That left the population vulnerable when a third wave of cases crested over the country. At times in recent months, scores of Covid-19 patients at Helen Joseph Hospital in Johannesburg were waiting in the emergency department for a bed, and the hospital’s infrastructure struggled to sustain the huge volumes of oxygen being piped into patients’ lungs, said Dr. Jeremy Nel, an infectious-disease doctor there.

“The third wave, in terms of the amount of death we saw, was the most heartbreaking, because it was the most avoidable,” Dr. Nel said. “You see people by the dozens dying, all of whom are eligible for a vaccine and would’ve been among the first to get it.”

Critics say South Africa’s government shares blame for the low rate of vaccinations. Early on, the government relied on a United Nations-backed clearinghouse for vaccines that has fallen behind on deliveries. South Africa was slow to enter negotiations with manufacturers for its own doses. In January, a group of vaccine experts warned that the government’s “lack of foresight” could cause “the greatest man-made failure to protect the population since the AIDS pandemic.”

Johnson & Johnson’s deal with Aspen was announced in November. Aspen’s facility in Gqeberha, on South Africa’s southern coast, was the first site in Africa to produce Covid vaccines. (Other companies subsequently announced plans to produce vaccines on the continent.)

South African officials hailed Aspen’s involvement as indispensable.

Aspen “belongs to us as South Africans, and it is making lifesaving vaccines,” South Africa’s president, Cyril Ramaphosa, said during a visit to Aspen’s plant in March. He said he had pushed Johnson & Johnson to prioritize the doses made there for Africans.

“I want them now,” Mr. Ramaphosa added. “I’ve come to fetch our vaccines.”

The Johnson & Johnson vaccine became even more important in February when the results of a clinical trial suggested that the vaccine from AstraZeneca offered little protection from mild or moderate infections caused by the Beta variant that was circulating in South Africa.

Weeks later, Johnson & Johnson and the government signed a contract for 11 million doses. South Africa ordered another 20 million doses in April. That would be enough to vaccinate about half the country.

South Africa agreed to pay $10 per dose for the 11 million shots, according to the contract. That was the same price that the United States paid and slightly more than the $8.50 that the European Commission agreed to pay. The South African contract prohibited the government from banning exports of the vaccine, citing the need for doses to “move freely across national borders.”

Mr. Maja, the South African health ministry spokesman, said that absent that stipulation, the government might have stopped vaccine doses from leaving the country.

But the requirement put South Africa at a disadvantage compared with other places that were producing Covid vaccines.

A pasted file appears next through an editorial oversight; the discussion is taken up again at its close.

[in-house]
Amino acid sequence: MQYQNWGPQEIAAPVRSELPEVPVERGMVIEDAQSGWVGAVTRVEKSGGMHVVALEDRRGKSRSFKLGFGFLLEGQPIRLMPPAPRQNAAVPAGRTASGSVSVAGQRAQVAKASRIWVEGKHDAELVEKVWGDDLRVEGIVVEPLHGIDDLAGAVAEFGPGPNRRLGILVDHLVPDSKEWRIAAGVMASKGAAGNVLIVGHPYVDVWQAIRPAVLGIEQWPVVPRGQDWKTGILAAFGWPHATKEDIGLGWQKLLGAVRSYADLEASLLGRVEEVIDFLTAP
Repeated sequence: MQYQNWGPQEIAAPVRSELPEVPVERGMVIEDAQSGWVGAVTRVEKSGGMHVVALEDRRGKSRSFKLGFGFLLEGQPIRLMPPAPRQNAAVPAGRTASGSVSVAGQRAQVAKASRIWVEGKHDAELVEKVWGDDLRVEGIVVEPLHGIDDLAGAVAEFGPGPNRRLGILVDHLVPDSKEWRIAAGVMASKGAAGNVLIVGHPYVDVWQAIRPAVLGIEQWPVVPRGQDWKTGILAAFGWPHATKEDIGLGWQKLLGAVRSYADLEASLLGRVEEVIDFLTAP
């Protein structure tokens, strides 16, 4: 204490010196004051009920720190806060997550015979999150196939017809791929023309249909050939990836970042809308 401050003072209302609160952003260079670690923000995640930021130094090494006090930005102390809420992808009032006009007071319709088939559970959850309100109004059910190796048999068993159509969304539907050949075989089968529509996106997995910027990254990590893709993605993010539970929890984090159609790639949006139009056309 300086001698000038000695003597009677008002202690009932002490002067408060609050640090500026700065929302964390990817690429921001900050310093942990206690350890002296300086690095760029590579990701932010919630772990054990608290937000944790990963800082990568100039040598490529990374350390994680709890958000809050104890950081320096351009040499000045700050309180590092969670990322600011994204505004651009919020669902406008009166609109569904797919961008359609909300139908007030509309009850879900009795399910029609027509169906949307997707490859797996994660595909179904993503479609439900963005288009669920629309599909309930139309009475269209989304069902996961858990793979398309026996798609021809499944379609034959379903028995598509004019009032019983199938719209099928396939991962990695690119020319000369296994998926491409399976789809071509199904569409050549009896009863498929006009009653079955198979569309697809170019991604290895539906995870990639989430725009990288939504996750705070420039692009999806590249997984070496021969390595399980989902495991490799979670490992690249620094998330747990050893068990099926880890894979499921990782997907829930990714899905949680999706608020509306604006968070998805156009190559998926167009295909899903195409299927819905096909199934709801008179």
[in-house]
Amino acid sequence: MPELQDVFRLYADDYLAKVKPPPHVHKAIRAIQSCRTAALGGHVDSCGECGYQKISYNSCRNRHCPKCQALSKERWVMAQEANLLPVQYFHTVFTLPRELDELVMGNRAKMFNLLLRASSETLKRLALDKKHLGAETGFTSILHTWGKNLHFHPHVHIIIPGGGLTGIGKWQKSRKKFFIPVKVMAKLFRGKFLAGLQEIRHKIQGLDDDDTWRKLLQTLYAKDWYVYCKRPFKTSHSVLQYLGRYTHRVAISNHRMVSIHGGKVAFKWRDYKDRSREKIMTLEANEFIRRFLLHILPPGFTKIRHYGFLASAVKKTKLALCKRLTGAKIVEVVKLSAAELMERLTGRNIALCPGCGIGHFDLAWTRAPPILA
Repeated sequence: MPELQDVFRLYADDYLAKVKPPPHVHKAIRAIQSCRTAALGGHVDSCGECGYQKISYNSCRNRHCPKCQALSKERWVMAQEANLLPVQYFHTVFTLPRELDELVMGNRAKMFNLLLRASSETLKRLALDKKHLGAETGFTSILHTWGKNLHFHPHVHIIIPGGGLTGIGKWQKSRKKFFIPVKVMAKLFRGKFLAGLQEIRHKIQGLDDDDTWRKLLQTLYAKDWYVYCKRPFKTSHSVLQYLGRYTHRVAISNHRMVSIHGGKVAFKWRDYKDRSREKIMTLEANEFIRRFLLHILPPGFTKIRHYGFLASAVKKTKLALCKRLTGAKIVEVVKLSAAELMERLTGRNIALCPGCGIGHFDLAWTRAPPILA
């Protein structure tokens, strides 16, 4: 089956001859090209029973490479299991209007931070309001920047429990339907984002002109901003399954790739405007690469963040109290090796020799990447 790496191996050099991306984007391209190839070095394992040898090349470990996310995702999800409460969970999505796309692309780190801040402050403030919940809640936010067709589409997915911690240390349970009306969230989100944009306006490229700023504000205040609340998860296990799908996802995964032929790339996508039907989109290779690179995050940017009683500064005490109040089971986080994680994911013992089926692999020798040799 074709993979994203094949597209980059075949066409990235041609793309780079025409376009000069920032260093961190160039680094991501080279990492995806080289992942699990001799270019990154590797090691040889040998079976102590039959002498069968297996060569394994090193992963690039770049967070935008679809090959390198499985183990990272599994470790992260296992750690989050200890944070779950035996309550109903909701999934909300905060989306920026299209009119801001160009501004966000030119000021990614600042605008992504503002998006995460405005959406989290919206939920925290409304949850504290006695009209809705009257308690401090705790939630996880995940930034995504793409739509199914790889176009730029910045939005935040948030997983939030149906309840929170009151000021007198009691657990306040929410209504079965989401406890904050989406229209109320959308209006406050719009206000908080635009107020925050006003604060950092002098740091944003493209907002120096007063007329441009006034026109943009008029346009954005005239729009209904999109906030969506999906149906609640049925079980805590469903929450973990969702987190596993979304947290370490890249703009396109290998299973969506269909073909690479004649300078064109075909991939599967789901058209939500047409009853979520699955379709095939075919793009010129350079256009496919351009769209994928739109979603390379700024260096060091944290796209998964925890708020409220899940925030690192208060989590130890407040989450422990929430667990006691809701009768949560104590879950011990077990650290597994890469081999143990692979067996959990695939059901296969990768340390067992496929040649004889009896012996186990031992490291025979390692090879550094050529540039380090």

The European Union introduced export controls this year to conserve scarce supplies. India halted exports produced by the Serum Institute, which was supposed to be a major vaccine supplier to poor countries. In the United States, officials said they didn’t ban exports, but they didn’t need to. The combination of the extensive vaccine production on American soil and the high prices the U.S. government was willing to pay meant that companies made the delivery of shots for Americans a priority.

Other benefits for Johnson & Johnson were embedded in the South African contract.

While such contracts typically protect companies from lawsuits brought by individuals, this one shielded Johnson & Johnson from suits by a wider range of parties, including the government. It also imposed an unusually high burden on potential litigants to show that any injuries caused by the vaccine were the direct result of company representatives engaging in deliberate misconduct or failing to follow manufacturing best practices.

“The upshot is that you have moved almost all of the risk of something being wrong with the vaccine to the government,” said Sam Halabi, a health law expert at Georgetown University who reviewed sections of the South African contract at the request of The Times.

Mr. Halabi said the contract’s terms appeared more favorable to the pharmaceutical company than other Covid vaccine contracts he had seen. South African officials have said Pfizer, too, sought aggressive legal protections.

The contract said Johnson & Johnson would aim to deliver 2.8 million doses to South Africa by the end of June, another 4.1 million doses by the end of September and another 4.1 million doses by the end of December. (The government expects the 20 million additional doses to be delivered by the end of this year, Mr. Maja said.)

The company has so far fallen far short of those goals. As of the end of June, South Africa had received only about 1.5 million of the doses from its order. The small number of doses that have been delivered to the African Union were on schedule.

The difficulties in procuring doses have revealed the limits of fill-and-finish sites, which leave countries dependent on vaccines from places like the European Union or the United States, said Dr. Salim Abdool Karim, who until March was co-chairman of South Africa’s ministerial advisory committee on Covid.

“Ultimately,” he said, “the solution to our problem has to be in making our own vaccines.”

Lynsey Chutel and Choe Sang-Hun contributed reporting.